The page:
Family matters in caregiving and technology adoption

Family matters in caregiving and

technology adoption

 

 

 

 

 

 

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With technology revolutionizing nearly every aspect of our lives, it would seem that a variety of tech solutions, applied individually or in combination, could significantly enable healthy aging in older adults. For example, caregiver support technology exists to help manage medication, connect with service providers, coordinate communication, and more.

 

However, results from a newly released study from the Global Social Enterprise Initiative (GSEI) at Georgetown University’s McDonough School of Business and Philips show non-professional caregivers are unintentional barriers to technology adoption and usage by older adults in their care – even though they acknowledge it can be an important way of enriching the care recipient’s life.

 

Among other findings, the study revealed it is not the caregiver’s lack of desire or ability that prevents them from introducing new technology to their care recipients, but are rather so overwhelmed with the day-to-day care responsibilities that they don't seem to have the time or patience to teach their loved one about how to use technology for seniors.

75% of non-professional caregivers think teaching tech to seniors would be fun and 66% of care recipients are ready to learn

 

Source: Aging Well: Family Matters in Caregiving and Tech Adoption

Caregiving and Technology Press Release

Our aging research shows caregivers already spend an average of 66 hours per month on basic home health care activities, and are so focused on their role as guardian for the care recipient that meeting basic needs for personal hygiene, food, safety, health, etc. all come before technology.

 

 

Read the press release

Caregiving and technology report

The results of the Philips/GSEI study and caregivers use of technology with care recipients were discussed in an expert roundtable at Georgetown University in April 2015. Meeting participants included thought leaders with expertise in aging, caregiving, health care, consumer behavior, product innovation, policy.

 

Download the report

Caregivers are key to engagement and adoption

While non-professional caregivers realize technology for seniors can enrich the lives of older adults in their care, many of these caregivers are the unintentional barrier to the actual technology’s adoption. See what they had to say about technology and caregiving.

 

Download the full infographic

About the Aging Well initiative

Through a collaborative partnership and joint research, Philips and the Global Social Enterprise Initiative (GSEI) at Georgetown University's McDonough School of Business conducted a multi-year, three-part study on aging. Experts and industry leaders came together to examine the results and explore solutions to help people age at home, or age in place, for as long as possible.

2015 Roundtable attendees

Terry Bradwell, Executive Vice President & Chief Information Officer, AARP

Alan Brightman, Vice President & Research Fellow, Yahoo! Labs

Denise Brown, Founder, Caregiving.com

Mary Lee Chamberlain, Occupational Therapist, Roobrik

Deb Citrin, Senior Director, Strategy and Business Development, Philips Home Monitoring, Philips

Meryl Comer, President and CEO, Geoffrey Beene Foundation Alzheimer's Initiative

Judy Conaway, Founder & Head of Content, Roobrik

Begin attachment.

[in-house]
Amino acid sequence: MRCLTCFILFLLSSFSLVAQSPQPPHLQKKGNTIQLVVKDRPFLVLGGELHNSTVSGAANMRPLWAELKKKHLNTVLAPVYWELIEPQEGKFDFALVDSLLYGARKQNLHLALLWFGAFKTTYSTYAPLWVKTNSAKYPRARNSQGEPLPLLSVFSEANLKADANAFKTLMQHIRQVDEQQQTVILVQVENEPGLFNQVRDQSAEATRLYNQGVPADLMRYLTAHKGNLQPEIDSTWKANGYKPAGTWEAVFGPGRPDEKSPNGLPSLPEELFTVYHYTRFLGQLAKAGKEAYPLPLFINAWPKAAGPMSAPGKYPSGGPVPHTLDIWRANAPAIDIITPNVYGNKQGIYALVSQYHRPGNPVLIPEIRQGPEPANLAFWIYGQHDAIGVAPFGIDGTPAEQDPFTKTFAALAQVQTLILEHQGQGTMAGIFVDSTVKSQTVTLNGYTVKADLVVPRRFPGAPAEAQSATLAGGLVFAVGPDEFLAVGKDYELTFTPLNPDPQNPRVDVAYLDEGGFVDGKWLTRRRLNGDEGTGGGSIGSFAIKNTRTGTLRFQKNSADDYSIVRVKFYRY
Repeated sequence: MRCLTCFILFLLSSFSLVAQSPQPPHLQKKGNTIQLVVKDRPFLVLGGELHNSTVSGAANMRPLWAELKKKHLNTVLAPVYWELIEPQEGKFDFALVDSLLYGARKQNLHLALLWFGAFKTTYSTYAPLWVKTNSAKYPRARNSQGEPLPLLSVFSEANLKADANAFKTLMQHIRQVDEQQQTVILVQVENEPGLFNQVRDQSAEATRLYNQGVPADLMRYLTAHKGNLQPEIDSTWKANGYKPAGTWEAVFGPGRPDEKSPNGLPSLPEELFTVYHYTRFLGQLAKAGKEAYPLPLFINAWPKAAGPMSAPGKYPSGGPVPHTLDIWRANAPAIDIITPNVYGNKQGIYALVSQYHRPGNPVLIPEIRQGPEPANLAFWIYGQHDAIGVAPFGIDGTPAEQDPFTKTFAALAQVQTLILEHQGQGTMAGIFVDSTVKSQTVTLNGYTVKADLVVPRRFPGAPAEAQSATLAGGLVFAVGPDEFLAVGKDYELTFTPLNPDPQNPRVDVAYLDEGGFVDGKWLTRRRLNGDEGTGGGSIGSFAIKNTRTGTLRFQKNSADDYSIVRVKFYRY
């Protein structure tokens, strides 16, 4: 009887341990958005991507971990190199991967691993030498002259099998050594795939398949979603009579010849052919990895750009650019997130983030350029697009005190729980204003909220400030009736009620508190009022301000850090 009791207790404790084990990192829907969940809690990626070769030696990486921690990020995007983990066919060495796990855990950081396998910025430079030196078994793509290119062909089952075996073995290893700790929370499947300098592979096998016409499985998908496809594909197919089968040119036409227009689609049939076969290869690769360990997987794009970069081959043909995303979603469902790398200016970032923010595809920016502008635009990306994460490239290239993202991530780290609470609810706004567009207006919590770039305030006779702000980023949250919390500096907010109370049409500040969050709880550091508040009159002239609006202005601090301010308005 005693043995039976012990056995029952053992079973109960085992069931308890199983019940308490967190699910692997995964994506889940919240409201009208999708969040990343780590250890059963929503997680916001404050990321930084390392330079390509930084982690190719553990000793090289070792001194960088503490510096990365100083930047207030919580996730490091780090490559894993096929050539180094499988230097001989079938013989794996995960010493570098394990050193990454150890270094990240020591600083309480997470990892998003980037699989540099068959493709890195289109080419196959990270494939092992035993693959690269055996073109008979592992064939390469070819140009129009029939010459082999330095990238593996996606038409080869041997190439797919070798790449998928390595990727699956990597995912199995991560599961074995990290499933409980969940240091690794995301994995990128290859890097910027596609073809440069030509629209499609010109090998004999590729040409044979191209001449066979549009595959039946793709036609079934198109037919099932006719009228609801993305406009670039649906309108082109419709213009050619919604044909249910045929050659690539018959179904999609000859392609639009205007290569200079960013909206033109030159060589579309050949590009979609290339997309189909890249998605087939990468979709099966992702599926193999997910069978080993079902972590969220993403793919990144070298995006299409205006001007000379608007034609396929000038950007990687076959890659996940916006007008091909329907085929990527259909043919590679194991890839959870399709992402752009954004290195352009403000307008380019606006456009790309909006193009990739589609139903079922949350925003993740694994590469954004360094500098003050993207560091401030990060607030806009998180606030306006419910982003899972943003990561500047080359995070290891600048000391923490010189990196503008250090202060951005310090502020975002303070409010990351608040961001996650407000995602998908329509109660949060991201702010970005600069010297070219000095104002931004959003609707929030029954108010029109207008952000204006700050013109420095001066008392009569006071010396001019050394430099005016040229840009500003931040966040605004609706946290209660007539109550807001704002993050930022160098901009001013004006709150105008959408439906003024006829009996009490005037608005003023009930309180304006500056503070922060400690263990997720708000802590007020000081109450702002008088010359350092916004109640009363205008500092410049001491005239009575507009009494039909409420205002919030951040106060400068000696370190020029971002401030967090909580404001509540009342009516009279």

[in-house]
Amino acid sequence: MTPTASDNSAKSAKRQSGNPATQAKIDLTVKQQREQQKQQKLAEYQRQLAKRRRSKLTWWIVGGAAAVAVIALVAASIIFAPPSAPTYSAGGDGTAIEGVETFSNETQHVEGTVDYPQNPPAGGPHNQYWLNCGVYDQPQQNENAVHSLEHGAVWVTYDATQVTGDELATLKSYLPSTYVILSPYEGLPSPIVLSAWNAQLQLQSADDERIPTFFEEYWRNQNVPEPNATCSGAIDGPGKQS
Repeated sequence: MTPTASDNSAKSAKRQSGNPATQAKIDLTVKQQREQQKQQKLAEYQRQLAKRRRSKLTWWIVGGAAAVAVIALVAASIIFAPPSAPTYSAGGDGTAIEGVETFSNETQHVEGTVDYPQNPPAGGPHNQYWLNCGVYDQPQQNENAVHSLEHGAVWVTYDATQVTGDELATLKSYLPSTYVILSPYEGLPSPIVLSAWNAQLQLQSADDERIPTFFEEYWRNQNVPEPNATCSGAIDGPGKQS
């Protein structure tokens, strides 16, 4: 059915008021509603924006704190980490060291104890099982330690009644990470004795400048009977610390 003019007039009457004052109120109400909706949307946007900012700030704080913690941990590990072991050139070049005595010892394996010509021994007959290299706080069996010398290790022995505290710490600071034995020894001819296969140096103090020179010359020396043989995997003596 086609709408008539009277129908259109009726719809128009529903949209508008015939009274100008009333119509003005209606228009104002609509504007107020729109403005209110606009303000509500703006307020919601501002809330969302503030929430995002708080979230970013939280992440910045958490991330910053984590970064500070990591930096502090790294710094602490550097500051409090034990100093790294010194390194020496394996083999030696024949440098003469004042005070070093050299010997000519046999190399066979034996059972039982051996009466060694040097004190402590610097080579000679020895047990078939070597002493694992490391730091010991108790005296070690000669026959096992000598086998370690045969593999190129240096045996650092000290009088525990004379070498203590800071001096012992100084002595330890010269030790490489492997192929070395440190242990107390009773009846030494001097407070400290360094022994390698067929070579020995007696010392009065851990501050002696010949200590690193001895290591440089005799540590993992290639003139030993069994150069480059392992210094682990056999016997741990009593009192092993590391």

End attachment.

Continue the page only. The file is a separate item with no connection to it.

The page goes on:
David Creal, Vice President of Franchise Support, Right at Home

Jodi Daniel, Director, Office of the National Coordinator for Health Information Technology, U.S. Department of Health & Human Services

Jon Dauphine, Senior Vice President, Education and Outreach, AARP

Scott Dingfield, Chief Innovation Officer, Home Instead Senior Care

Jim Driscoll, Strategy Consultant, Epitome Group

Ken Fang, CEO, Mobomo

Jody Gastfriend, Vice President, Senior Care, Care.com

Carrie Gladstone, Assistant Vice President for Strategic Initiatives, Advancement office, Georgetown University

Jennie Chin Hansen, Recent CEO, American Geriatrics Society

Drew Holzapfel, Managing Director, High Lantern Group

Gail Hunt, Executive Director, National Alliance for Caregiving

Kathleen Kelly, Executive Director, Family Caregiver Alliance

Jacquelyn Kung, Expert/Consultant, Co-Founder, ClearCare

Zachary Lamm, Senior Lead, Research and Narratology, Epitome Group

Carol Levine, Director, Families and Health Care Project, United Hospital Fund

David Lindeman, Director, Center for Aging and Technology, University of California Center for Information Technology

Liddy Manson, President, BeClose

Ladan Manteghi, Executive Director, Global Social Enterprise Initiative, Georgetown University

Kenneth Matos, Senior Director, Employment Research & Practice, Families & Work Institute

Bill Novelli, Founder, Global Social Enterprise Initiative & Professor of Practice, Georgetown University

Kimberly O’Loughlin, General Manager of Philips Home Monitoring, Philips

Ashley Predith, Assistant Executive Director, President’s Council of Advisors on Science & Technology, Executive Office of the President

Lou Pugliese, President, EvolvED Global

John Schall, CEO, Caregiver Action Network

Palak Shah, Social Innovations Director, National Domestic Workers Alliance

David Shoultz, Senior Director, Federal Government Relations and Policy, Philips

Mark Stephenson, Head of Brand Communications and Digital for North America, Philips

Art Stevens, Director of Social Innovation Projects, PayPal

Paul Tang, Internist and Vice President, Chief Innovation and Technology Officer, Palo Alto Medical Foundation

Ed Van Siclen, Vice President, Business Development, ClearCare

C. Grace Whiting, Director, Communications and Coalitions, National Alliance for Caregiving

Kamili Wilson, Vice President, Isolation Impact Strategies, AARP